How to ruin a cyber criminal’s day

U of M Information services and technology department raises public awareness

We exist in a digital world, with technological advancements completely transforming the way we live. 

From online banking and GPS systems to social media, technology is heavily incorporated into our everyday lives. 

As society becomes more dependent on digital technology and the bulk of our data is stored online in the cloud environment, the risk of cyberattacks increases. 

Cybersecurity involves protecting and safeguarding networking systems and digital devices from cyberattacks — malicious third-party attempts at compromising data on computer information systems and networks. 

This past October was Cyber Security Awareness Month — an internationally recognized campaign ensuring public knowledge of the importance of staying secure and protected in the digital age. 

The Communications Security Establishment — Canada’s national cryptologic agency — launched this year’s campaign with the theme, “Fight phishing: Ruin a cyber criminal’s day.”  

Phishing is a cybercrime that involves using counterfeit communications through email or direct messaging to get an individual to share their sensitive information. This is one of the biggest cyber threats that Canadians face today. 

University of Manitoba director of information security and compliance Patrick McCarthy said on the topic that the month “heavily set on phishing and protection mechanisms to protect the data at the university.” 

McCarthy highlighted that the University of Manitoba receives an average of 30 million suspicious emails on a monthly basis.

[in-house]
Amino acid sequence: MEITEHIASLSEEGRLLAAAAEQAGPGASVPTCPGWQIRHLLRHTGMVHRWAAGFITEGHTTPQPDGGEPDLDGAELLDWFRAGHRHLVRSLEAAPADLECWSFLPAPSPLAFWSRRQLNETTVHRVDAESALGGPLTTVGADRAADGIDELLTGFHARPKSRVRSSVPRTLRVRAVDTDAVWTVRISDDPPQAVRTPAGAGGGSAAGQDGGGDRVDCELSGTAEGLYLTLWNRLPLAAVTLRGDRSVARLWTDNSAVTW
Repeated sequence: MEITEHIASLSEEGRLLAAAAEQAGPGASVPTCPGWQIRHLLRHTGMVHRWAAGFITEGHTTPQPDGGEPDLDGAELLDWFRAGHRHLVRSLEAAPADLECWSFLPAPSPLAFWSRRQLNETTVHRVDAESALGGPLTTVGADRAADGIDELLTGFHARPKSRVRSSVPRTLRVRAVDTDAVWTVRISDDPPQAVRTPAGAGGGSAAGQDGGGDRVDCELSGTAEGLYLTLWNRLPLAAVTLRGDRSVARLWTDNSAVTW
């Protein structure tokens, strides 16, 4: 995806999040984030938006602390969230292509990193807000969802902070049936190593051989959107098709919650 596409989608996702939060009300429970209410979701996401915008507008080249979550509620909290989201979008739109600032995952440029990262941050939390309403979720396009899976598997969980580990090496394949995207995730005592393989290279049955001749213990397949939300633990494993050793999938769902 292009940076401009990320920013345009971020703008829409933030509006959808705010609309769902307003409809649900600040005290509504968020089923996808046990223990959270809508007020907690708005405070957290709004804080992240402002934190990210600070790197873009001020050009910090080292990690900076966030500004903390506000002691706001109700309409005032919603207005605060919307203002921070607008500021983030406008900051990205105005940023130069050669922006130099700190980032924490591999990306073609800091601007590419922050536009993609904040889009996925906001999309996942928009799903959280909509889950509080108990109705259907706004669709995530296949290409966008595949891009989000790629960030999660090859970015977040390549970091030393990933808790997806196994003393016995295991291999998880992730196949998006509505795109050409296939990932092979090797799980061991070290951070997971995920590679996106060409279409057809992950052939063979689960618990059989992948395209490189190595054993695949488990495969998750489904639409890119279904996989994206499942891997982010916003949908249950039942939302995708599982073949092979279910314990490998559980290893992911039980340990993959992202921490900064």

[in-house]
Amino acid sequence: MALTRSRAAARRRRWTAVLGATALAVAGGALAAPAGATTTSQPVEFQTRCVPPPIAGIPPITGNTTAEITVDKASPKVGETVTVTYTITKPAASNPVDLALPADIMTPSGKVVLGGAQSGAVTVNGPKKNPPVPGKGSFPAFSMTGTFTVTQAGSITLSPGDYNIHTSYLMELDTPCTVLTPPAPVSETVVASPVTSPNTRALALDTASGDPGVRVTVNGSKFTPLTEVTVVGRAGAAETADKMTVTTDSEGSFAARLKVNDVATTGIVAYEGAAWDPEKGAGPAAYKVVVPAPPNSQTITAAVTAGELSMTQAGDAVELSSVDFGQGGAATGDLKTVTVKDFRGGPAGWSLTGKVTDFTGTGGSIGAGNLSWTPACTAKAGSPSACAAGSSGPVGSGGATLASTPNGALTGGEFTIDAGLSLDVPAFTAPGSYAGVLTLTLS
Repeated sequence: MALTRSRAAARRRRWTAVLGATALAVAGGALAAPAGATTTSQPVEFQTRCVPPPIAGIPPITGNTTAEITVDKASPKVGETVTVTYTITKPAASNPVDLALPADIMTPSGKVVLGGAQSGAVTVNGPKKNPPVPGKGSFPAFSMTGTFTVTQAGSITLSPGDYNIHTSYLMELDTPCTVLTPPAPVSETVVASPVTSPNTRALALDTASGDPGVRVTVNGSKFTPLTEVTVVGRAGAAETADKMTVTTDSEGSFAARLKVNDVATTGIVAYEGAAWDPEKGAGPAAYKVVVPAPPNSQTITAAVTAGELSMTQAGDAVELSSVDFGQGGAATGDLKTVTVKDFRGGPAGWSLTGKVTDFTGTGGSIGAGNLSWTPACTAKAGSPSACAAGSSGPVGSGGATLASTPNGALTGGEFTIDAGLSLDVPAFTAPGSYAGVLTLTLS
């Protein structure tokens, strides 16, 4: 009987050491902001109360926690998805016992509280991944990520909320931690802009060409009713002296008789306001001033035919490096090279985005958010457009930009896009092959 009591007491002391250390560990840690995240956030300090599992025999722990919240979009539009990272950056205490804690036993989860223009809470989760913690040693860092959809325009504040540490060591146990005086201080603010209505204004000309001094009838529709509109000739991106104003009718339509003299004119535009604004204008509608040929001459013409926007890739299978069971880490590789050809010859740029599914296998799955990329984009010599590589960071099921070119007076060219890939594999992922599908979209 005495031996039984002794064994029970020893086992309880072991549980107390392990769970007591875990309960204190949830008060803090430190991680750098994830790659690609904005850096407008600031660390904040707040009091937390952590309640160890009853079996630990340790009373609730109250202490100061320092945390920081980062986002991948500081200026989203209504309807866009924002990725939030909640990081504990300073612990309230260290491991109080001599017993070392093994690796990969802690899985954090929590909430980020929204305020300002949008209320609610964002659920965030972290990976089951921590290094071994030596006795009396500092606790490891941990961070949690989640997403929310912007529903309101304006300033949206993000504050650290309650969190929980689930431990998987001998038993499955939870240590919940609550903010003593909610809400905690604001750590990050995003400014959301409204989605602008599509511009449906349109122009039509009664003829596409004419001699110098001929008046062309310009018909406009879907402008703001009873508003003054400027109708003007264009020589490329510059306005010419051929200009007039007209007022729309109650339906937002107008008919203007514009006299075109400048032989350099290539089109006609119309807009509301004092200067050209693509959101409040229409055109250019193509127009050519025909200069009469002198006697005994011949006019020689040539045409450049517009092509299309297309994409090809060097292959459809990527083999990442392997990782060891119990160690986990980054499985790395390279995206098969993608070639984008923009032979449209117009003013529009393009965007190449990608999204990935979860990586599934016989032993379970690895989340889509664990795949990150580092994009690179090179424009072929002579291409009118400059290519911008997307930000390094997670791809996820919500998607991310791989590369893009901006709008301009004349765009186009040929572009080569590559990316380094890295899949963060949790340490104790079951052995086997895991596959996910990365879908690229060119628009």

“It’s basically seven by 24, 365, including holidays,” he said. “The hackers do not go to sleep.” 

Of those 30 million emails, 93 per cent are blocked by a hygiene software product called IronPort. This filtering software detects, blocks and denies suspicious emails coming into the recipient’s email block. 

McCarthy further explained that the information services and technology (IST) department also does phishing simulations — a cybersecurity training measure to help members of the U of M community recognize and avoid phishing incidents, as these types of cyberattacks tend to target the end user and their credentials. 

In these simulations, the IST department reported that an average of 3.5 per cent of people entered their credentials. This significantly differs from the industry average when there is no program in place, which is about 30 per cent. 

“At 3.5 we’re still good,” McCarthy said, “but it’s still about 300 people that are entering their IDs and password with potential compromises, if it was a real phishing email from outside the organization.”  

U of M chief information officer Mario Lebar explained that the U of M community has an obligation to exercise good judgement in potential phishing incidents.  

Along with the IST department providing a strong technical framework, Lebar added that raising awareness and educating individuals is crucial when it comes to ensuring all around security.  

“Cybersecurity cannot be successful by just building a moat around your organization,” he said. “That will not work.” 

“The issue is twofold,” Lebar explained. “You need a good technical base, and you need people in your organization to recognize when something’s happening that looks amiss, and to respond appropriately.” 

Ultimately, Lebar highlighted phishing as a form of social exploitation, which takes advantage of human errors. As with all technology, humans are the weakest link. Empowering people and ensuring public knowledge and awareness safeguards the community from these forms of cyberattack. 

“That’s why that’s important,” he said. “Your best defence is actually the people in your organization.” 

During October, aside from the phishing simulations, the IST department had cybersecurity information booths in University Centre at the Fort Garry campus, and held interactive learning activities such as scavenger hunts and online quizzes for students, staff and faculty members to help spread awareness. 

McCarthy also urges students to reach out to the IST department via the email address if they are ever in doubt about a suspicious email, or have any security related questions.